On the medium that I used, Delta Cermacoat, the label read: " Delta Ceramcoat Textile Medium can be mixed with Delta Ceramcoat Acrylic Paint for a flexible, washable fabric paint. It penetrates fabric fiber for permanency and the paint won't run or bleed. It dries flexible on fabric with no cracking. Prewash fabric to remove sizing, do not use fabric softener, after painting with a 2:1 ratio of paint to Textile Medium mix, let dry 7 days and heat set. Machine wash with mild soap on gentle cycle and air dry. Water based for easy clean up, has a low odor and is non-toxic. 8 oz"
And that is exactly how I mixed my fabric paint.

You have to wash and iron the curtains before you start with the project.

Then I measured out my stripes and marked them on the curtains with my large ruler and pencil which was a little difficult because the fabric isn't completely straight. I taped the lines with frog tape and then used a small roller to paint the stripes.
Here is what I did a little different: I have a glass dining room table and I laid the curtains out on the table to paint. I used a spot light under the table to illuminate from below. The reason for the light is that when you paint fabric, it gets very uneven. You can't see the spots where the paint is thinner. The light under the table is similar to the sun shining through a window when the curtains are hanging up. My first attempt didn't look so good. I had a ton of uneven areas.  The light  really helped a lot and they look great now in bright sun shine.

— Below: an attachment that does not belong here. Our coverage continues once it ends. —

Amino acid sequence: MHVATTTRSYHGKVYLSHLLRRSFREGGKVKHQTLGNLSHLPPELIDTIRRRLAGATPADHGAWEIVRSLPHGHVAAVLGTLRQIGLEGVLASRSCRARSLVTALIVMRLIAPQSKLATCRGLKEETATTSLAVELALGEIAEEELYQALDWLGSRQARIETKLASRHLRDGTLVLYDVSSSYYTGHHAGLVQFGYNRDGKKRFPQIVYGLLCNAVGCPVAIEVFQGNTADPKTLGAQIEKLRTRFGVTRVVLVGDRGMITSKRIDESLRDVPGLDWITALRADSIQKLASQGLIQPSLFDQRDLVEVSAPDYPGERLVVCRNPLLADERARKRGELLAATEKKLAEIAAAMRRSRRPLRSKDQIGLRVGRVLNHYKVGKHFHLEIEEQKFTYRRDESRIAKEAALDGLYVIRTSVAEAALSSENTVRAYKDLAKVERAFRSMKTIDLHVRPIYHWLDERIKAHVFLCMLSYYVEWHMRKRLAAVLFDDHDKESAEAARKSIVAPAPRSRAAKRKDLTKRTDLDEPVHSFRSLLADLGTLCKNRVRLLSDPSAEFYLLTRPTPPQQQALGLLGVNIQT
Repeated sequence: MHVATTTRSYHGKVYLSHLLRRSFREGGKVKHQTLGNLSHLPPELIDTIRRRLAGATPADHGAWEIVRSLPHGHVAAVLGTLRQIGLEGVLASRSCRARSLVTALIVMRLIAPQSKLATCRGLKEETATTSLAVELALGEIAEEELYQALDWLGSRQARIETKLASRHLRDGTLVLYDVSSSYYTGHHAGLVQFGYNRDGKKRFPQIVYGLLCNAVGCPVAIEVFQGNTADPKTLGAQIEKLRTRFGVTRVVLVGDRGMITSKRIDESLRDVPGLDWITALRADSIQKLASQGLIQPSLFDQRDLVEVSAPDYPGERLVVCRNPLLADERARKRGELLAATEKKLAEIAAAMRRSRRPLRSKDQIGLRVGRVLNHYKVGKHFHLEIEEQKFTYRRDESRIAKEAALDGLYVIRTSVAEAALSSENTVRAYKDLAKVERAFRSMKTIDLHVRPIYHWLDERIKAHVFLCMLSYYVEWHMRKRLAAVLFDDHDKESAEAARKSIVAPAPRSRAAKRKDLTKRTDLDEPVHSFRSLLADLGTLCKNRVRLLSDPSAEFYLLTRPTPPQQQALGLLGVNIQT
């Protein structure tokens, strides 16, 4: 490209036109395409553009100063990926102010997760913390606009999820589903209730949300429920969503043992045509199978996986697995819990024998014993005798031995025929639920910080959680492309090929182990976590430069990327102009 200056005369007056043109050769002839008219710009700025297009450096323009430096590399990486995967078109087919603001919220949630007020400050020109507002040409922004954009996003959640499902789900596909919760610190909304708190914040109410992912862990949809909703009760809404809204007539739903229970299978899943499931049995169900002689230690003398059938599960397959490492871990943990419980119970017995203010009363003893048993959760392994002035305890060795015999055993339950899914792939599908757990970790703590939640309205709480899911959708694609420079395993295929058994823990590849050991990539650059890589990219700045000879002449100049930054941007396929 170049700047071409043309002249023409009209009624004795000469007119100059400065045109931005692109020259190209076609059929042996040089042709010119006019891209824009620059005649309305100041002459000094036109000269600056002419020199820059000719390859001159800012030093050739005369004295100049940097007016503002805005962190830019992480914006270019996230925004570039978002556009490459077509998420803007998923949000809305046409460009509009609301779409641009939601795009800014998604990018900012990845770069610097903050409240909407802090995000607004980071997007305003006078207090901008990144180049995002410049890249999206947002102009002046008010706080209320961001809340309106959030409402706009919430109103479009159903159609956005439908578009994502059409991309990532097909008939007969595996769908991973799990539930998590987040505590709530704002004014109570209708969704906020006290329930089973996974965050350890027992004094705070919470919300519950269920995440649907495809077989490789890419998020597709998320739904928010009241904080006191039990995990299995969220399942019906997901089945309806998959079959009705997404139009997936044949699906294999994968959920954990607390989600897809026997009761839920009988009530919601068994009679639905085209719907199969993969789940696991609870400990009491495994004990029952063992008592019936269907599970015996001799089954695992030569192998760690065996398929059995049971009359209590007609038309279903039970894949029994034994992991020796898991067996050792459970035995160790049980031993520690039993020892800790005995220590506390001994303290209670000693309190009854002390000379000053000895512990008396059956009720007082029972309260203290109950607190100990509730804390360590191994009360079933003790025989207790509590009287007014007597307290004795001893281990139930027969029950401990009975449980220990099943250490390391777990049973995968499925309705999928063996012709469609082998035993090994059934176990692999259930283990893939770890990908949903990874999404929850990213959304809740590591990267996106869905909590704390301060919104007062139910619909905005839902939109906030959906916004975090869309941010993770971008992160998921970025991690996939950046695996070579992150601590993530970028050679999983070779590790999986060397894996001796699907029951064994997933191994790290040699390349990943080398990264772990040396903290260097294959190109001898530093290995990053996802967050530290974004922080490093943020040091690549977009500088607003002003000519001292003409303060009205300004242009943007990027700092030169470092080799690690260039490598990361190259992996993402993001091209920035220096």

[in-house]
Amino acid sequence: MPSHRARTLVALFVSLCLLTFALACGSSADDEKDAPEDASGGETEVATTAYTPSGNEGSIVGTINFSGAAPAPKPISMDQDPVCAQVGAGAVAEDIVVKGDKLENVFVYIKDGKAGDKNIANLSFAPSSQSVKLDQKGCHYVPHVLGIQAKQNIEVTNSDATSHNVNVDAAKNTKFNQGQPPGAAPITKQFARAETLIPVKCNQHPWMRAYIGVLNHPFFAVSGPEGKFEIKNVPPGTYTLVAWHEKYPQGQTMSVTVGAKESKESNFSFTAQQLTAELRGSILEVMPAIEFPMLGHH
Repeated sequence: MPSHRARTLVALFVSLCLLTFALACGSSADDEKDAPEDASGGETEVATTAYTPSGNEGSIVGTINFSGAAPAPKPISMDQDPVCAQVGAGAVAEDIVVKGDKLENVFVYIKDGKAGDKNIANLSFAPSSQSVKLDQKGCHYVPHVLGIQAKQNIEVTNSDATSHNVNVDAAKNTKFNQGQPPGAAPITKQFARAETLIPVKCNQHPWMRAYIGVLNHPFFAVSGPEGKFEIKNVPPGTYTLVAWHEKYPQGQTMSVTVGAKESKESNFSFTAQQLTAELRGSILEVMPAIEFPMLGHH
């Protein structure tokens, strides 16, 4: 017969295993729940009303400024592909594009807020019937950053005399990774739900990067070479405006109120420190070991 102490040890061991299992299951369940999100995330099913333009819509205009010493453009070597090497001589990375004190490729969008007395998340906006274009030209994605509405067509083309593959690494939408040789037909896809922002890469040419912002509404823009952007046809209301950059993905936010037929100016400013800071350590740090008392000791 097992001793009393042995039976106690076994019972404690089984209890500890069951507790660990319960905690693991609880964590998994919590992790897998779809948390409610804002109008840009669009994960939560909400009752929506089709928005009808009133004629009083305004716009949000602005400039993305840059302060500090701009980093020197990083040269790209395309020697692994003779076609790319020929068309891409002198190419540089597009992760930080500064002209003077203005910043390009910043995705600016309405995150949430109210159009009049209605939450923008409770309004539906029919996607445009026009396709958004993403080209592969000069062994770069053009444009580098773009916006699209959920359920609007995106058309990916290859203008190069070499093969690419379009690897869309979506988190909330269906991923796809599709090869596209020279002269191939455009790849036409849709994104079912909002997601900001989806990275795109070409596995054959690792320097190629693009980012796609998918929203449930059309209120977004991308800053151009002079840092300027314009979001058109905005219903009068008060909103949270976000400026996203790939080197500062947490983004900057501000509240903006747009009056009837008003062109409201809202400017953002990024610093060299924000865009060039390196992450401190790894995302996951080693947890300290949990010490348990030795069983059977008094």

DIY grey and white horizontal striped curtain

This is a picture of an area that is blotchy and with the light it is visible.

The instructions on the textile mediums label require you to heat set the painted areas after drying time usually with an iron, but I put my curtains in the dryer on the highest setting for about 10 minutes to make sure all areas got covered. And then I ironed some of the wrinkles out! So far so good!

This next photo is a very old photo from several years ago. Scroll to the bottom to see them in my current living room:

Then my living room looked like this:
DIY painted grey horizontal striped curtains

And these are current photos:

click HERE to see my cross wall treatment
click HERE to see my DIY artwork and gallery wall

I have had them for over three years now and I still love them very much!
Don't they make you want to go out and give it a try as well? Don't be scared!